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USS Trepang (SSN-674)

Named after a sea animal with leathery skin and a tough, muscular body that clings to the sea floor, the USS Trepang (SSN-674) was a nuclear-powered fast attack submarine that served the U.S. Navy for three decades from 1969 to 1999. The Sturgeon-class submarine’s deployments took her as far as the Arctic, the Mediterranean and on travels throughout the Atlantic Ocean.


The USS Trepang was ordered in July 1966, with the contract awarded to the Electric Boat Division of General Dynamics Corporation in Groton, Connecticut. Her keel was laid down in October 1967, and she was launched nearly two years later in September 1969. She was sponsored by Mrs. Melvin R. Laird, the wife of a politician and writer who served as President Richard Nixon’s Secretary of Defense.

The Trepang was commissioned on August 14, 1970 under Commander Dean R. Sackett, Jr. With a length of just over 292 feet, she weighed nearly 4,000 tons light and was propelled by a S5W nuclear reactor. She carried 14 officers and 95 enlisted men.

Naval History

Operating out of her home port of New London, Connecticut, one of the Trepang’s earliest voyages was in 1971 to the Arctic Sea. She spent months submerged beneath the polar ice cap, testing weapons systems and also researching the movement, composition and geological history of the ice cap. Later that year, she travelled to the Caribbean Sea to complete weapons systems tests and evaluation trials in the U.S. Virgin Islands. The Trepang also spent a good deal of time deployed in the North Atlantic Ocean; by 1972, she had already deployed to that region twice.

The year 1973 saw the Trepang sent on a six-month deployment with the United States Sixth Fleet to the Mediterranean Sea. In October of that same year, she took part in a special operation in connection with the Yom Kippur War in the Middle East. In 1974, the Trepang’s home port was briefly changed to Portsmouth, New Hampshire, as she received an overhaul in that naval station. However, she was returned to New London again in 1975 after spending much of that year assigned to Submarine Squadron 10 carrying out crew training and recertification.

Another Mediterranean deployment followed in 1976, followed by participation in training and proficiency inspections. In 1978, the submarine took part in the North Atlantic Treaty Organization Exercise “Safepass” and participated in a special Chief of Naval Operations project. Three years in drydock followed, as the Trepang received an extensive overhaul at Portsmouth Naval Shipyard. She was then transferred to Charleston, South Carolina – and on the way, passed under the infamous 1991 hurricane that became known as the “Perfect Storm.”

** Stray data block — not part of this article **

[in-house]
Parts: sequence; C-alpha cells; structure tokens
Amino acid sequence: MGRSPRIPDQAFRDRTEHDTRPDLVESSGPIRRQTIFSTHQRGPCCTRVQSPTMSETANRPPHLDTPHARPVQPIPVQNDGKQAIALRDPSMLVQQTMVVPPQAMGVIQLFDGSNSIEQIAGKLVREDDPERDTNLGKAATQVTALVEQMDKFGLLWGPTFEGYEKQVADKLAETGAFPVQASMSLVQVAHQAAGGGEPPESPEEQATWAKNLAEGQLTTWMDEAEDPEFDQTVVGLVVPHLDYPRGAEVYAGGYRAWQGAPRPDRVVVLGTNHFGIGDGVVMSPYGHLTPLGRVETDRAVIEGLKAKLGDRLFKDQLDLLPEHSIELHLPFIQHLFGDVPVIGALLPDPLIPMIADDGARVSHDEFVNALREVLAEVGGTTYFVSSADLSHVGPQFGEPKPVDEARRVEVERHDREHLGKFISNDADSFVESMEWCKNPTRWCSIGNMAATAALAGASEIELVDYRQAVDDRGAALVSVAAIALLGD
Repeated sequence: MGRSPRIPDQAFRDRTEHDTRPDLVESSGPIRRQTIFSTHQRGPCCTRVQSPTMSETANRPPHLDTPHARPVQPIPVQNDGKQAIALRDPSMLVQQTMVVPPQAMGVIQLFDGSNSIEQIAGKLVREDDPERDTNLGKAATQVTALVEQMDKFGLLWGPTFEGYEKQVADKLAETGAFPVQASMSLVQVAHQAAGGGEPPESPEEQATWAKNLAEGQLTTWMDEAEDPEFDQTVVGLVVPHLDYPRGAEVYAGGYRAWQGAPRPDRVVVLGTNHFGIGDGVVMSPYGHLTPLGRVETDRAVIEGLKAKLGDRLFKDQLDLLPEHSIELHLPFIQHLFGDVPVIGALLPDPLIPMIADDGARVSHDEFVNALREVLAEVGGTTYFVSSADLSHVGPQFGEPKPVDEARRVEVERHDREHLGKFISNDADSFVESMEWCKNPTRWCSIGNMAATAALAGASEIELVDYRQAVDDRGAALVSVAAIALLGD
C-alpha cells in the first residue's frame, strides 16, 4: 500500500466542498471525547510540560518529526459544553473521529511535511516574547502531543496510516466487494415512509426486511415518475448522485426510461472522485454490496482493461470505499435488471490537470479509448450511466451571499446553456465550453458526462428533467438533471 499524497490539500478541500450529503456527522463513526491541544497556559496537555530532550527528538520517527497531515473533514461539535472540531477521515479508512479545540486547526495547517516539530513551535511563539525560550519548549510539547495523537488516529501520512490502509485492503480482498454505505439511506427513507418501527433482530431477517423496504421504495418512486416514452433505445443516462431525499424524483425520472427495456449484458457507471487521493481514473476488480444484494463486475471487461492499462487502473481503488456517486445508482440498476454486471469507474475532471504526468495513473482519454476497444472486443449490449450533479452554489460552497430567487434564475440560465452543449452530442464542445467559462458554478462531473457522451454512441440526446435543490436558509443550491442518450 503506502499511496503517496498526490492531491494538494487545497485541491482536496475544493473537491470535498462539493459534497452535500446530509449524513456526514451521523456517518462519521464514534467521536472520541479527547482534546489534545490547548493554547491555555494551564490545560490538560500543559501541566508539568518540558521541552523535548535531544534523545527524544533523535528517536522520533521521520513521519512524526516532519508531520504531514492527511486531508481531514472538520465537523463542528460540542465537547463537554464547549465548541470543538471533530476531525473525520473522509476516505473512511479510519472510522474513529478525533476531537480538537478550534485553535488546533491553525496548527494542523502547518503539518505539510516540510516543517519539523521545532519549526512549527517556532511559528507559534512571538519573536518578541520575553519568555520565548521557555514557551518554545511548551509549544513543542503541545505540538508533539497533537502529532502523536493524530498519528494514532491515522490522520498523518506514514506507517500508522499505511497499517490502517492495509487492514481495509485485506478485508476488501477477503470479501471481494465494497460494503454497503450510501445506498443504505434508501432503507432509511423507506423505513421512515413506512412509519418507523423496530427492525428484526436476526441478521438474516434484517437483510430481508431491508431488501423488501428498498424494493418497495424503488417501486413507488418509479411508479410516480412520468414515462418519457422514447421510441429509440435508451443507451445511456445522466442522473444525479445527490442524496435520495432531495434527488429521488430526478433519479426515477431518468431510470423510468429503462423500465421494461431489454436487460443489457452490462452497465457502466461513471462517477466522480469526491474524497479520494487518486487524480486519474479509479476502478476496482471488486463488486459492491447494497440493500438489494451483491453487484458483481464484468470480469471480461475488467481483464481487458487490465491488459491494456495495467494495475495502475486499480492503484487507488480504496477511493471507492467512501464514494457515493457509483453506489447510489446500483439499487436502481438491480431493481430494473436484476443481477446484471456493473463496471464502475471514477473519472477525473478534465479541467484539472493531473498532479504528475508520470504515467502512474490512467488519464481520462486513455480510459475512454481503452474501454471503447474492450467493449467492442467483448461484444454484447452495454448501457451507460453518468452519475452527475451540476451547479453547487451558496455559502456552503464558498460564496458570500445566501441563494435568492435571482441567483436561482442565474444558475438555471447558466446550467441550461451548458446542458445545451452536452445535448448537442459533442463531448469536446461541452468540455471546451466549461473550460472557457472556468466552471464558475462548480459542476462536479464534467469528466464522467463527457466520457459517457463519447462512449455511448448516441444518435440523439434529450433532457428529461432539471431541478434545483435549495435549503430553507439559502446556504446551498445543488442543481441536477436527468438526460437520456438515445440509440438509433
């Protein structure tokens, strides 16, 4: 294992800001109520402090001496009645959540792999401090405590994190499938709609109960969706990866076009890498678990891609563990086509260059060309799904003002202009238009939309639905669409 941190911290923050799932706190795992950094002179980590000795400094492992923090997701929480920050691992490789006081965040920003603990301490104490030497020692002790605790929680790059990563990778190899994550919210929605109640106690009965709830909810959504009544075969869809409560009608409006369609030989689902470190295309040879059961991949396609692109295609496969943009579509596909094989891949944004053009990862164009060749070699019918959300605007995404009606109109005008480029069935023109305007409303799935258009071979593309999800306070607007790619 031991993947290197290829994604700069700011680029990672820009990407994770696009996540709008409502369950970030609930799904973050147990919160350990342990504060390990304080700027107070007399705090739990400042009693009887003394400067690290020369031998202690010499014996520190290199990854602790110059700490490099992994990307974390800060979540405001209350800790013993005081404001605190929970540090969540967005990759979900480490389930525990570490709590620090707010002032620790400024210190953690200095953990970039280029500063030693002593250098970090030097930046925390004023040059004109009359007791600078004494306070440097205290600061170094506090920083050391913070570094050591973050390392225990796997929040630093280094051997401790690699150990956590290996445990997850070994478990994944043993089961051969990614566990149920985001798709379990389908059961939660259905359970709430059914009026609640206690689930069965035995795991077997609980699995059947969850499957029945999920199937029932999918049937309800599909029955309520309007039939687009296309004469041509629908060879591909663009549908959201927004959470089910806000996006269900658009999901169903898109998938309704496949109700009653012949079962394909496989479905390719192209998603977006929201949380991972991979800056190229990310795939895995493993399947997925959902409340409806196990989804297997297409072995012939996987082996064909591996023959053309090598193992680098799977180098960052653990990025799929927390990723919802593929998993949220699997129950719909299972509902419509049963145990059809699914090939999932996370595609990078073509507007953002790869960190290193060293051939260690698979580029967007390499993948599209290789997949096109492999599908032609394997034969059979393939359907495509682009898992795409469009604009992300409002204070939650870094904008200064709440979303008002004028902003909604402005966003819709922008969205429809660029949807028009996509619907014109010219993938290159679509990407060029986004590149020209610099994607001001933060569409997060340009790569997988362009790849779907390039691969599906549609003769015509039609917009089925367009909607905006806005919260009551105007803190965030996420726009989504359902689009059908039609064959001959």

The Trepang continued to take part in drill missions and deployed again to the Mediterranean, where she took part in NATO operations near Bosnia-Herzegovina. On the expedition, she also became the first U.S. sub to perform peacetime operations with a German submarine. The two worked together to secretly follow a drug-smuggling ship. In 1997, the Trepang went on her last deployment to the Mediterranean, and she spent late 1998 circling the globe to use up as much nuclear fuel as possible before she was removed from service.

The USS Trepang was decommissioned in June 1999 in Bremerton, Washington, and she was stricken from the Naval Vehicle Register the same day. She was scrapped as part of the Nuclear-Powered Ship and Submarine Recycling Program, a process that was completed in April 2000.

Asbestos Risk on USS Trepang (SSN-674)

One of the silent dangers aboard U.S. Navy vessels for much of the 20th century was a mineral called asbestos. Starting in the late 1800s, asbestos was frequently used in building materials and insulation – including aboard submarines. In fact, the Navy required shipbuilders to use various types of asbestos aboard all its ships to help safeguard against the threat of fire.

Unfortunately, asbestos created another threat – lung cancer and other diseases. While it was not commonly known at the time, exposure to asbestos can seriously impair a person’s lung functions and lead to incurable diseases like asbestosis and mesothelioma cancer. The public was not completely aware of these dangers until the 1970s, when – faced with a huge amount of evidence that asbestos caused lung disease – the federal government took steps to ban the use of the mineral in nearly all applications.

By that point, however, countless individuals had been exposed. Virtually anyone who worked aboard a Navy submarine was guaranteed to come into contact with asbestos; not only was the mineral used in nearly all parts of the ship, from mechanical rooms to living quarters, but the extremely close quarters and recycled air supply of submarines made it impossible to escape exposure to toxic asbestos dust. People who worked in shipyards, where submarines were built, repaired and scrapped, were also at a tremendous risk.

Many veterans who served aboard submarines like the USS Trepang are just realizing today that their health has been compromised by their time of service; this is because it can take from 20 to 50 years for symptoms of mesothelioma to appear in the human body.



Wikipedia – USS Trepang (USS-674)

NavSource Online – USS Trepang (USS-674)

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